incidence, or better case ascertainment, or both. Population-based studies that include
regular screening for diabetes, such as those among the Pima Indians, which was
conducted by the NIDDK Phoenix Epidemiology and Clinical Research Branch,
indicate that the increase in prevalence may be due to a true increase in incidence. In
short, this means that the number of new cases of diabetes is increasing fastest among
Increasing obesity is clearly contributing to increases in diabetes and decreased
physical activity is also very likely to be a significant risk factor. From around 1980 to
1990, there was almost a 40 percent increase in obesity (defined as a body mass index
(BMI) of 30+ kg/m2) among adults aged 20 or more years in the general population.
Among all children ages six to seventeen, the prevalence of overweight increased
almost 30 percent during that decade. As among children and adolescents in the
general population, prevalence of overweight and obesity has steadily increased among
American Indian children over the past decades. One study suggested that the increase
in weight and in frequency of exposure to diabetes in utero among Pima Indian children
with subsequent poor beta cell function, account for most of the recent increase in
diabetes prevalence in this population. Moreover, low levels of physical activity are
also a problem among American Indian children and this is further adding to the obesity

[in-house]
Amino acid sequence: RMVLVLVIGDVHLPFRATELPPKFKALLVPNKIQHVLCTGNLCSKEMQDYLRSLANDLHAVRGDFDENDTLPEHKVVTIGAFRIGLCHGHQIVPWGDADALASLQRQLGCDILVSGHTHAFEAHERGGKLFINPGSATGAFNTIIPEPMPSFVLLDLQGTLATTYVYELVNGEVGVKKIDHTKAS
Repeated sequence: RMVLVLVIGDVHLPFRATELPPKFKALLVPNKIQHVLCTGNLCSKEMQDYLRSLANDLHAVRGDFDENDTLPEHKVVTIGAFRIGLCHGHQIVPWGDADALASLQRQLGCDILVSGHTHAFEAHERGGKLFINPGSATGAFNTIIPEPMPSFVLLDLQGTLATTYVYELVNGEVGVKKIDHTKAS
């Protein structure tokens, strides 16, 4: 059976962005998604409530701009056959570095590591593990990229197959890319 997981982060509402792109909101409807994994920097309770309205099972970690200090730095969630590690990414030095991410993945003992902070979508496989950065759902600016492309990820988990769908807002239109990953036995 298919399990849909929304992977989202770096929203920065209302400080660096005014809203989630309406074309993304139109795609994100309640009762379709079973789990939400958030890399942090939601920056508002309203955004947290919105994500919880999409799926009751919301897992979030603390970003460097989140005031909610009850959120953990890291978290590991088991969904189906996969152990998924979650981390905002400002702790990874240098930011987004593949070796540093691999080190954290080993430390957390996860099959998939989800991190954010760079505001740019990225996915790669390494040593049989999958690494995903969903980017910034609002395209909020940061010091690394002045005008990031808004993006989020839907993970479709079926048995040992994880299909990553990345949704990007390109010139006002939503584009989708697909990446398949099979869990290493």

Because the risk of developing diabetes is associated with exposure to abnormal
metabolism in utero, the large increases among the younger age groups over a
relatively short span of time are extremely alarming. Any increases in prevalence
among the child-bearing population may turn into a vicious cycle (i.e. diabetes in the
mother during pregnancy would result in poor nutrition for the fetus, and ultimately
diabetes at an even younger age of the offspring - thus exposing even more fetuses to
In 1998, around 70,000 American Indians and Alaska Natives were estimated to
have diagnosed diabetes; today, we would conservatively project that number to be
around 80,000. These estimates are based solely on outpatient data of American
Indians and Alaska Natives using IHS and tribal health facilities, or about 60 percent of
the total Native American population in the U.S. If Native Americans not using IHS
and tribal health facilities are factored in, the estimated number of diagnosed diabetes
could easily rise to over 100,000; and, if the number of persons with undiagnosed
diabetes were included, we could conservatively estimate the number of Native
Americans with diabetes to be over 130,000.
In Montana, approximately 12 percent of adult American Indians reported
having diagnosed diabetes in 1999. This is two to three times higher than the state's